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Gilbert Ralston: Wikis


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Gilbert Alexander Ralston (1912, Newcastle, Northern Ireland – 1999, Mount Pleasant, South Carolina) was an American screenwriter, journalist and author. He was a television producer in the 1950s and a screenwriter in the 1960s. He created the television series The Wild Wild West and wrote scripts for Star Trek, Gunsmoke, Ben Casey, I Spy, Hawaii Five-O, and The Naked City. His 1968 novel Ratman's Notebooks was made into the 1971 movie Willard, for which he also wrote the screenplay.


Early Life and Career

In the 1950s he worked as a television producer in the United States. In the 1960s, he worked as a television screenwriter, based on the IMDB website. Willard was nominated for an Edgar Allan Poe Award in 1972 for Best Motion Picture.

He died on March 18, 1999, in Mount Pleasant, South Carolina, of congestive heart failure.

Television Screenwriter

Ralston was a screenwriter for many of the top television shows in the United States in the 1960s. He wrote the 1967 Star Trek episode "Who Mourns for Adonais?", which is a line from the 1821 elegiac poem by Percy Bysshe Shelley, Adonais. He also wrote scripts for Ben Casey, Laredo, I Spy, The Big Valley, Gunsmoke, The Naked City, Combat, Hawaii Five-O, and The Wild Wild West, a series which he also created.

Wild Wild West

Ralston helped create the television series The Wild Wild West and scripted the pilot episode, "The Night of the Inferno". In 1997, aged 85, Ralston sued Warner Brothers over the upcoming motion picture based on the series. (Wild Wild West was released in 1999.) In a deposition, Ralston explained that in 1964 he was approached by producer Michael Garrison who '"said he had an idea for a series, good commercial idea, and wanted to know if I could glue the idea of a western hero and a James Bond type together in the same show."[1]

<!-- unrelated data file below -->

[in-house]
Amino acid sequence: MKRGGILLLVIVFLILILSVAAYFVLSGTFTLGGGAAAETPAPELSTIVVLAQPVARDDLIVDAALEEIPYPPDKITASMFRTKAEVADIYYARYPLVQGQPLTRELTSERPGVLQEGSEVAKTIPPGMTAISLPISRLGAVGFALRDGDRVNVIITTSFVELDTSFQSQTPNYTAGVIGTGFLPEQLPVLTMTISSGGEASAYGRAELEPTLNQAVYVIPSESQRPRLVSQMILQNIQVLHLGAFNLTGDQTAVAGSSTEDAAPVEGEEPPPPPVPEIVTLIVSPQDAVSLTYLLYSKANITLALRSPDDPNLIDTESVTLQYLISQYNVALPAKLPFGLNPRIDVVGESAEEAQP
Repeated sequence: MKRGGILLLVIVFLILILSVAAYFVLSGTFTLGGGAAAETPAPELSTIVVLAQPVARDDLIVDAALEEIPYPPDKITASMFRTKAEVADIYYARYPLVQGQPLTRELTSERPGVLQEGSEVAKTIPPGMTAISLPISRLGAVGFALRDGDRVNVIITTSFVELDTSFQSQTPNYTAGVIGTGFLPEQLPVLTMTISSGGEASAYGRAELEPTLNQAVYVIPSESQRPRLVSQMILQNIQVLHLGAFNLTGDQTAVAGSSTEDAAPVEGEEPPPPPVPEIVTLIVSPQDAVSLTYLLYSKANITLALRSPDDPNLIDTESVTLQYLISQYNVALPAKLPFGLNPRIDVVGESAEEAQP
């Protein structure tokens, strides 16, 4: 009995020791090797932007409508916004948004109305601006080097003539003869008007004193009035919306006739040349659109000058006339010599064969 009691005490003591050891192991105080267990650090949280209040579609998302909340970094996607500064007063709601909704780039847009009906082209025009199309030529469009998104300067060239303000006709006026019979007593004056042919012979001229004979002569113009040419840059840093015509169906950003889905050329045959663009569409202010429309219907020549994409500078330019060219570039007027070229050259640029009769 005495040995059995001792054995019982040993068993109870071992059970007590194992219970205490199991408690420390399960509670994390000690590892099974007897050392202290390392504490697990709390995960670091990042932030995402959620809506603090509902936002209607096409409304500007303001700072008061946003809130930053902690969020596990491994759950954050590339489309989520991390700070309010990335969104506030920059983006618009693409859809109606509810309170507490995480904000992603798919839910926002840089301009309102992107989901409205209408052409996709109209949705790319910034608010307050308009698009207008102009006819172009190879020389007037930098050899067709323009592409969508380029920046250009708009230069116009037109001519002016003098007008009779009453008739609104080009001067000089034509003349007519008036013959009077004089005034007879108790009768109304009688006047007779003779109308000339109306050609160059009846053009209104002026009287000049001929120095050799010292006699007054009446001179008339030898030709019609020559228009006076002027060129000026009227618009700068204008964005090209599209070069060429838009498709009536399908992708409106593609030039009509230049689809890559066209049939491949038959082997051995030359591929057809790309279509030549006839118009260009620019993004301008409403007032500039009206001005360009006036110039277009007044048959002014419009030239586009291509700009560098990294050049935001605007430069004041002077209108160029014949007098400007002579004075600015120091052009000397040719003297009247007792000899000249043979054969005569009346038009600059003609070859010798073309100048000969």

Ralston said he then created the Civil War characters, the format, the story outline and nine drafts of the script that was the basis for the television series. It was his idea, for example, to have a secret agent named Jim West who would perform secret missions for President Ulysses S. Grant.

Ralston's experience brought to light a common Hollywood practice of the 1950s and 60s when television writers who helped create popular series allowed producers or studios to take credit for a show, thus cheating the writers out of millions of dollars in royalties.

Outcome of court case

Ralston died in 1999, before his suit was settled. Warner Brothers ended up paying Ralston's family between $600,000 and $1.5 million.[2]


  1. ^ The New York Times, 8 July 1999
  2. ^ The Wall Street Journal, 15 July 2005

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